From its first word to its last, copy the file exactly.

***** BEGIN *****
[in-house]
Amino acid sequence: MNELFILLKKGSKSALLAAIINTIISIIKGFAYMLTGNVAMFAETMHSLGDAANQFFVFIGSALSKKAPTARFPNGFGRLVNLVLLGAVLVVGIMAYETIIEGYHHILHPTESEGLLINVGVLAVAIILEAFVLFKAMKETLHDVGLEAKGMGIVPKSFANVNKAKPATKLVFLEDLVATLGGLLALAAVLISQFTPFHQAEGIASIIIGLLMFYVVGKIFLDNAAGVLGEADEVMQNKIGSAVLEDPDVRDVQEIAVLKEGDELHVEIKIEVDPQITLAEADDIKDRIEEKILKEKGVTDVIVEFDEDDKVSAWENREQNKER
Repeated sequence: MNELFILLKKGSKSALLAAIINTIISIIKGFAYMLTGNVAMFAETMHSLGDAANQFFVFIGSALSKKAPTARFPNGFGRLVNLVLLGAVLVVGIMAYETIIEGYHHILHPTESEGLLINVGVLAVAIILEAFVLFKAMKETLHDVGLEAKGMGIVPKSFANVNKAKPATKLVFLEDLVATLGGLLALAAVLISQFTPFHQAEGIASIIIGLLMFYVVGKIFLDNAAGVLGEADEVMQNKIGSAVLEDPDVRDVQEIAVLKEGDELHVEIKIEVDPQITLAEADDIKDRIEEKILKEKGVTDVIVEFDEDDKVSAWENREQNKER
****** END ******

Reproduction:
[in-house]
Amino acid sequence: MNELFILLKKGSKSALLAAIINTIISIIKGFAYMLTGNVAMFAETMHSLGDAANQFFVFIGSALSKKAPTARFPNGFGRLVNLVLLGAVLVVGIMAYETIIEGYHHILHPTESEGLLINVGVLAVAIILEAFVLFKAMKETLHDVGLEAKGMGIVPKSFANVNKAKPATKLVFLEDLVATLGGLLALAAVLISQFTPFHQAEGIASIIIGLLMFYVVGKIFLDNAAGVLGEADEVMQNKIGSAVLEDPDVRDVQEIAVLKEGDELHVEIKIEVDPQITLAEADDIKDRIEEKILKEKGVTDVIVEFDEDDKVSAWENREQNKER
Repeated sequence: MNELFILLKKGSKSALLAAIINTIISIIKGFAYMLTGNVAMFAETMHSLGDAANQFFVFIGSALSKKAPTARFPNGFGRLVNLVLLGAVLVVGIMAYETIIEGYHHILHPTESEGLLINVGVLAVAIILEAFVLFKAMKETLHDVGLEAKGMGIVPKSFANVNKAKPATKLVFLEDLVATLGGLLALAAVLISQFTPFHQAEGIASIIIGLLMFYVVGKIFLDNAAGVLGEADEVMQNKIGSAVLEDPDVRDVQEIAVLKEGDELHVEIKIEVDPQITLAEADDIKDRIEEKILKEKGVTDVIVEFDEDDKVSAWENREQNKER